Victor wanted to see the “poet” again but was rejected. He did not want to involve himself in a dangerous situation again but he was continued to be used by “Pops”. This discrepancy made Victor realize that he was just a tool for sending messages for the gangsters and for “Pops”. He may be killed for refusing to do his job, yet his safety was also not guaranteed as he continued to send mails and learn about too many secrets. He started to desire the possession of his own “secret”, to have an opportunity to escape his current situation. 

The gangsters investigated the situation with the “poet” while performing transactions with “Pops”, but they never expected Pops to push his luck. The parcels Pops sent them got smaller, but he increasingly extorted more money from them. Victor, who was responsible for sending Pops’ parcels to the gangsters, became their punching bag, was rejected, and was even requested to be replaced. There was no longer balance in transactions, the gangs could no longer tolerate “Pops”, and decided to deter him by making an example out of someone. 

  1. Deduction 9: The death of the "poet"

Perhaps uneasy due to the current situation, Victor may have, in the process of sending mails, overheard the gangsters plans to make a move on the poet. 

The job of the “postman” is to “keep his mouth shut”, pretending he does not know any secrets he has heard, so Victor did not hold any secrets. However, the poet was his first friend, and the only person who really cared about him in his deductions. After thinking it through, Victor risked being targeted by the gangsters and headed to the poet’s house, to remind him to be careful of the gangsters.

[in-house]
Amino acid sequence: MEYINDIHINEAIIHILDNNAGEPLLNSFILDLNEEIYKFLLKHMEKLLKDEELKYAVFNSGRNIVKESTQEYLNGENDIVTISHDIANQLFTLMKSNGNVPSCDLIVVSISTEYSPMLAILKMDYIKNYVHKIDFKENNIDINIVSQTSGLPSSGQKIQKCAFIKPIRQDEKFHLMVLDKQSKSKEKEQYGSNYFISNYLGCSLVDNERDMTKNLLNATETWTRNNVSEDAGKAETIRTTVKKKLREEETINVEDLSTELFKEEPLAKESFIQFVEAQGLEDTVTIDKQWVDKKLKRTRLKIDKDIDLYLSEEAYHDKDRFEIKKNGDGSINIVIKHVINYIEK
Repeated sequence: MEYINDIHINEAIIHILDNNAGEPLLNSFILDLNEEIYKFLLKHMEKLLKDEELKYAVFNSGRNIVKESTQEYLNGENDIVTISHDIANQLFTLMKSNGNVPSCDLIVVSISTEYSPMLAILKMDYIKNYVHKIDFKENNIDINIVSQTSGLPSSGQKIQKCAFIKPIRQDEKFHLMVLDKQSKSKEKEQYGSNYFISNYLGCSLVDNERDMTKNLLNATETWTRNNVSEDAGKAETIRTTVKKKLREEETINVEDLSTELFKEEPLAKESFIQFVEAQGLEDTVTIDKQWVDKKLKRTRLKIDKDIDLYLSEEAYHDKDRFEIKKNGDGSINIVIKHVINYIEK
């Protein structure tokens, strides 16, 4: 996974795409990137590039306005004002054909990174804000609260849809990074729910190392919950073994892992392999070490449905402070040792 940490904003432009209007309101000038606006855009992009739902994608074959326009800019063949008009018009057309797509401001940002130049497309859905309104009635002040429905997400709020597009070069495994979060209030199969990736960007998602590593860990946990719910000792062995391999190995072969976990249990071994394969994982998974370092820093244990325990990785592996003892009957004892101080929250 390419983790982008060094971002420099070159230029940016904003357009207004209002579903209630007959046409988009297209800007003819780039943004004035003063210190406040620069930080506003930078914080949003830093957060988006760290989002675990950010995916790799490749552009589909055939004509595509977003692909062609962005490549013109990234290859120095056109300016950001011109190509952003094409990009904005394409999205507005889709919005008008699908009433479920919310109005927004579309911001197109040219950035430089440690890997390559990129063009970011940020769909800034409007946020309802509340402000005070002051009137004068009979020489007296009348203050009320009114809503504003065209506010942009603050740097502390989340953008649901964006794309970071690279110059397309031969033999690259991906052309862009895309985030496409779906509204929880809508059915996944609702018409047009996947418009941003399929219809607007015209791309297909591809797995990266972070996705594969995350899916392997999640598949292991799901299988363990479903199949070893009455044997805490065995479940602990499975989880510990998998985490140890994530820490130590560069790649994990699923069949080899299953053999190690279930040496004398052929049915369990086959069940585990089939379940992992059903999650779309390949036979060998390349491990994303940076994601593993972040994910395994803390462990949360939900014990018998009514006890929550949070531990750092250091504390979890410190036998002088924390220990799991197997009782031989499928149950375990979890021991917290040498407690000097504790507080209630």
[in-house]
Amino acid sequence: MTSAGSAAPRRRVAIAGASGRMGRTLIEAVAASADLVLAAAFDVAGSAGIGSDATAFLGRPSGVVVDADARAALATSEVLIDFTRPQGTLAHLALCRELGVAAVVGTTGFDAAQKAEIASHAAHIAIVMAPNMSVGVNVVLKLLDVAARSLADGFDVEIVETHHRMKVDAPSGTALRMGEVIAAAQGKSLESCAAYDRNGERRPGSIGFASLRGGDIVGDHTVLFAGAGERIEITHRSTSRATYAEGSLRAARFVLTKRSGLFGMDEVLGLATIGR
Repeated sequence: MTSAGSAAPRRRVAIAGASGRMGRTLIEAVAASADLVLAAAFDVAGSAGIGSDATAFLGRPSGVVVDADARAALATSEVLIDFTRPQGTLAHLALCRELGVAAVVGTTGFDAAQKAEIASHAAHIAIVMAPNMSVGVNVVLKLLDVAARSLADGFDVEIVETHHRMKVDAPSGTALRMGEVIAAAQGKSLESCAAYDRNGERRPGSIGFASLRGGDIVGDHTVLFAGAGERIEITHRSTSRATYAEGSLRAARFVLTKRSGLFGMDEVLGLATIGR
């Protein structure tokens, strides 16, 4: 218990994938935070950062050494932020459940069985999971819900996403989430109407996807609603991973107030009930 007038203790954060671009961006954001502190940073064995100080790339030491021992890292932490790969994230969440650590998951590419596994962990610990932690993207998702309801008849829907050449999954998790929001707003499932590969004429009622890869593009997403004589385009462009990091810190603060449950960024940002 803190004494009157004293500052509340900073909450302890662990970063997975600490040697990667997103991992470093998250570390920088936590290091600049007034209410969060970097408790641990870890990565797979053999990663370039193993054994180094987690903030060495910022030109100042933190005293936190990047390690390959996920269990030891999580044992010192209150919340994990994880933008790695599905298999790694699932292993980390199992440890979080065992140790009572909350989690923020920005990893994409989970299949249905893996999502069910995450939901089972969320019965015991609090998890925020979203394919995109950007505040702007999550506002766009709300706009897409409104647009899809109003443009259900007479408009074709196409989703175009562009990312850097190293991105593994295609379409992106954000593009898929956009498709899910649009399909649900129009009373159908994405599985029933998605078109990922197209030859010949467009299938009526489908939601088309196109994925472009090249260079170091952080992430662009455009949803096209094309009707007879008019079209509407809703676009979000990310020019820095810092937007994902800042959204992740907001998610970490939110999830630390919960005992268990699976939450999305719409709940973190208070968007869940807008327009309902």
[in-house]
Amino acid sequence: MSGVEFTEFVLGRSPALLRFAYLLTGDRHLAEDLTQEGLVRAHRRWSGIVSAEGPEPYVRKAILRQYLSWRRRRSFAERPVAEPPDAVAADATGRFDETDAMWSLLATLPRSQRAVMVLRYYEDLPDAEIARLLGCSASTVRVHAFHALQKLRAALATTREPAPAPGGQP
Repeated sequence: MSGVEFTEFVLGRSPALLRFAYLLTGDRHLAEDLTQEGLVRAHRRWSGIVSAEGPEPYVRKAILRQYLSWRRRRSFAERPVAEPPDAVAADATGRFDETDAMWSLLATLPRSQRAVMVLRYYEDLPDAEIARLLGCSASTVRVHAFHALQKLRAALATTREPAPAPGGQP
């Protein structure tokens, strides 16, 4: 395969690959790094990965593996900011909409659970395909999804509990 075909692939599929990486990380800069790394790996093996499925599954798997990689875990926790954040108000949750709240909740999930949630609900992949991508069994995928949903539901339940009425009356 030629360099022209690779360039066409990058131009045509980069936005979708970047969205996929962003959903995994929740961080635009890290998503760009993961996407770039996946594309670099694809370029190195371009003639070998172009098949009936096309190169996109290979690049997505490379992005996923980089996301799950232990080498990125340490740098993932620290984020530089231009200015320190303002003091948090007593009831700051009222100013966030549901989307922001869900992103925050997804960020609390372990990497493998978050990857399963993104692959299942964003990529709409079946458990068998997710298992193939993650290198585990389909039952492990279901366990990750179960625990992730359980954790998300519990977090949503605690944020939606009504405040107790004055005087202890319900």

Yet, Victor was too late. 

After rescuing Victor from the hooligans, perhaps realizing he could no longer involve Victor in this situation, the “poet” gave the harmonica with his abbreviated real name to Victor as a souvenir (Before that, they perhaps did not know each others’ names, and only addressed each other through nicknames).  

Yet both Victor and the “poet” may not have expected that was their last meeting. Victor had indirectly and unknowingly killed his friend when he sent Pops’ anonymous letter to the gangsters. 

Only a burnt corpse remained in the house of raging fire. Perhaps after the gangsters killed the “poet”, they arsoned the place to destroy all of the evidence. Trapped in the sea of fire beside his dead master was the small dog Wick. An old friend died, and nothing remained. Unsure of how he felt about this situation, Victor joined in the rescue and prevented the spread of the fire. He also rescued and adopted the small dog Wick from the fire.